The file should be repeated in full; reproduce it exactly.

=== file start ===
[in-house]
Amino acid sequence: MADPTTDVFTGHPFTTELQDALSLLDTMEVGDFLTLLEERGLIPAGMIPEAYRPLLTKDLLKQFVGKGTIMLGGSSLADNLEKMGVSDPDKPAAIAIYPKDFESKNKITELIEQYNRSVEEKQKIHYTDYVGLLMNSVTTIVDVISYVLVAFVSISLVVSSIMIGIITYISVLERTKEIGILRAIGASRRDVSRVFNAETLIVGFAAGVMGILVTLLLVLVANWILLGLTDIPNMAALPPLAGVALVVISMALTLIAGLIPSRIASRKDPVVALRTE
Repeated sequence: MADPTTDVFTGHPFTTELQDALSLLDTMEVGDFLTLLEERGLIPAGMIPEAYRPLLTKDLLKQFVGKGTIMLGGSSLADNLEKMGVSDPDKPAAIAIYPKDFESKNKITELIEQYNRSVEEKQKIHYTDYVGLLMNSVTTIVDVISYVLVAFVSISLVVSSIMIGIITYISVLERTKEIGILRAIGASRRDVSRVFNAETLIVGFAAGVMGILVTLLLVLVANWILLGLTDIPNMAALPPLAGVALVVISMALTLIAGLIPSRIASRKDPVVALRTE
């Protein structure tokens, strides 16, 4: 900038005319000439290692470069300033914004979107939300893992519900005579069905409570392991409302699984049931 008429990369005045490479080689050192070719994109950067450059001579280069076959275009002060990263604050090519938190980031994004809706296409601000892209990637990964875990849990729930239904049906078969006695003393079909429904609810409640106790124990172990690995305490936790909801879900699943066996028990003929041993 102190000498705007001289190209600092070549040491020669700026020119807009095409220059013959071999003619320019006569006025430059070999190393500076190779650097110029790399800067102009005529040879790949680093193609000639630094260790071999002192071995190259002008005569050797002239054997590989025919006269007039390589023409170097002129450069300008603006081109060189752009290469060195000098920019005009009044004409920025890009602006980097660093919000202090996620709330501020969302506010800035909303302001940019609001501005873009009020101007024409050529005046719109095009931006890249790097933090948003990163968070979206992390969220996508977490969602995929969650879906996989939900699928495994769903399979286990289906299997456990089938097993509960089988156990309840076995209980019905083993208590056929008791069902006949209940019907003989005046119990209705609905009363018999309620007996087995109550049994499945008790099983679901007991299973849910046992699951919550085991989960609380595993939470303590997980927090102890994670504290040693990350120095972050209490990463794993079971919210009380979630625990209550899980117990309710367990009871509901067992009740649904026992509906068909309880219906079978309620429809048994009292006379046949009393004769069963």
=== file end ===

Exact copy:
[in-house]
Amino acid sequence: MADPTTDVFTGHPFTTELQDALSLLDTMEVGDFLTLLEERGLIPAGMIPEAYRPLLTKDLLKQFVGKGTIMLGGSSLADNLEKMGVSDPDKPAAIAIYPKDFESKNKITELIEQYNRSVEEKQKIHYTDYVGLLMNSVTTIVDVISYVLVAFVSISLVVSSIMIGIITYISVLERTKEIGILRAIGASRRDVSRVFNAETLIVGFAAGVMGILVTLLLVLVANWILLGLTDIPNMAALPPLAGVALVVISMALTLIAGLIPSRIASRKDPVVALRTE
Repeated sequence: MADPTTDVFTGHPFTTELQDALSLLDTMEVGDFLTLLEERGLIPAGMIPEAYRPLLTKDLLKQFVGKGTIMLGGSSLADNLEKMGVSDPDKPAAIAIYPKDFESKNKITELIEQYNRSVEEKQKIHYTDYVGLLMNSVTTIVDVISYVLVAFVSISLVVSSIMIGIITYISVLERTKEIGILRAIGASRRDVSRVFNAETLIVGFAAGVMGILVTLLLVLVANWILLGLTDIPNMAALPPLAGVALVVISMALTLIAGLIPSRIASRKDPVVALRTE
């Protein structure tokens, strides 16, 4: 900038005319000439290692470069300033914004979107939300893992519900005579069905409570392991409302699984049931 008429990369005045490479080689050192070719994109950067450059001579280069076959275009002060990263604050090519938190980031994004809706296409601000892209990637990964875990849990729930239904049906078969006695003393079909429904609810409640106790124990172990690995305490936790909801879900699943066996028990003929041993 102190000498705007001289190209600092070549040491020669700026020119807009095409220059013959071999003619320019006569006025430059070999190393500076190779650097110029790399800067102009005529040879790949680093193609000639630094260790071999002192071995190259002008005569050797002239054997590989025919006269007039390589023409170097002129450069300008603006081109060189752009290469060195000098920019005009009044004409920025890009602006980097660093919000202090996620709330501020969302506010800035909303302001940019609001501005873009009020101007024409050529005046719109095009931006890249790097933090948003990163968070979206992390969220996508977490969602995929969650879906996989939900699928495994769903399979286990289906299997456990089938097993509960089988156990309840076995209980019905083993208590056929008791069902006949209940019907003989005046119990209705609905009363018999309620007996087995109550049994499945008790099983679901007991299973849910046992699951919550085991989960609380595993939470303590997980927090102890994670504290040693990350120095972050209490990463794993079971919210009380979630625990209550899980117990309710367990009871509901067992009740649904026992509906068909309880219906079978309620429809048994009292006379046949009393004769069963």